An X-Ray Study of Sulphuric and Orthophosphoric Acids


THE study of X-ray diffraction patterns of liquids is one of the least indirect means of obtaining information concerning their structure, but the amount of information is restricted by the limitations of the theory. The straightforward application of the original Debye theory1 leads to an expression for the intensity of scattering where I0 is the intensity of the incident beam, P is the polarization factor, R the distance from specimen to point of observation; 4r2g(r)dr represents the number of atoms or molecules lying within radii r and r + dr; is the mean density in atoms or molecules per c.c., e, m and c have their usual significance, and s = 4 sin /, where is half the scattering angle.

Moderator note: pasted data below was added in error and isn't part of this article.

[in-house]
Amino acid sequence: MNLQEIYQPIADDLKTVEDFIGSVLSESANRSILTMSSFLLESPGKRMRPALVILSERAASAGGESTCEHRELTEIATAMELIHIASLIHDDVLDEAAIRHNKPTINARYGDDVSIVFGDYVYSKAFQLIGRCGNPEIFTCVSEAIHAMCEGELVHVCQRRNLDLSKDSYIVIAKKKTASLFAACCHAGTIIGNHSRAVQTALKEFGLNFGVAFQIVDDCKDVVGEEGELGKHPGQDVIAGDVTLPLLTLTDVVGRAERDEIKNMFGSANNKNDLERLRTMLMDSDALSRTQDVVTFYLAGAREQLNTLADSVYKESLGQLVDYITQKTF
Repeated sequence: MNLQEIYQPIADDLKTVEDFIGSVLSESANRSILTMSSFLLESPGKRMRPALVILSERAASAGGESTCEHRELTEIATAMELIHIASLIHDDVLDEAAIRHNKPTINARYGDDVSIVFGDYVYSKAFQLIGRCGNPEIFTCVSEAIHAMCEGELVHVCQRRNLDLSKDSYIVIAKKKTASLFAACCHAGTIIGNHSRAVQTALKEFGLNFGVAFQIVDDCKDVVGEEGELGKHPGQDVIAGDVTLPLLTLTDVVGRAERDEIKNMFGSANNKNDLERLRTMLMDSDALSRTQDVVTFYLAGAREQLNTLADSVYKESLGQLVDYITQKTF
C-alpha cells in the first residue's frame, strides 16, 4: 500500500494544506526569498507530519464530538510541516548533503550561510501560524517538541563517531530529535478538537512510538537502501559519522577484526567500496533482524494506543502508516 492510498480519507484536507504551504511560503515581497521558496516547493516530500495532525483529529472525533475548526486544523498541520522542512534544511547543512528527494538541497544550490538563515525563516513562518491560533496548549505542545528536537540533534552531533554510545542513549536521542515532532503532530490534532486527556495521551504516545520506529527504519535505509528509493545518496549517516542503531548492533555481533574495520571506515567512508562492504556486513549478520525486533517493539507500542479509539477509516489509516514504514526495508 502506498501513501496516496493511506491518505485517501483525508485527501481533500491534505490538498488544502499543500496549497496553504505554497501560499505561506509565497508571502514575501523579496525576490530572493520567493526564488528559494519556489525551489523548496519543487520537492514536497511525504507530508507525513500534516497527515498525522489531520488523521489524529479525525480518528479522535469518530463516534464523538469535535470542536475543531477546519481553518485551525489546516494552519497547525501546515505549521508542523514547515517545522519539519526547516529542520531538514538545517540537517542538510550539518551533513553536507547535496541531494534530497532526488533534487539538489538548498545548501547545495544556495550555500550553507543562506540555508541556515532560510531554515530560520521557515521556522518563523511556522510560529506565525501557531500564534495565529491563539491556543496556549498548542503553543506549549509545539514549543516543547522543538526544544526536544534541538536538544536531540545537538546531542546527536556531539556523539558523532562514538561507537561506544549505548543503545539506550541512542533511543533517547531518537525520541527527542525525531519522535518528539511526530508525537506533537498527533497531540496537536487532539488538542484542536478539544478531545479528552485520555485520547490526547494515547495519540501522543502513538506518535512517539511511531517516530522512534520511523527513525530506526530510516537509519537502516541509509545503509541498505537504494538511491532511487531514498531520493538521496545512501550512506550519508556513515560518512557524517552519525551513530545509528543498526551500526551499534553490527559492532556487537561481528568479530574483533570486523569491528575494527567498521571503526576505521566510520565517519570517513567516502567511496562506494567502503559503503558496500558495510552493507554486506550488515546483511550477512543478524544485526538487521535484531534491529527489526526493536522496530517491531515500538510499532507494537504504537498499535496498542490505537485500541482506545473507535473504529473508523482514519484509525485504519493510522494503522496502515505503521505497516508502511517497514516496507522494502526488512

1. 1

    Debye, Ann. Phys., 46, 809 (1915).

  2. 2

    Debye and Menke, Phys. Z., 31, 797 (1930).

  3. 3

    Tarasov and Warren, J. Chem. Phys., 4, 236 (1936).

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RANDALL, J. An X-Ray Study of Sulphuric and Orthophosphoric Acids. Nature 138, 842 (1936).

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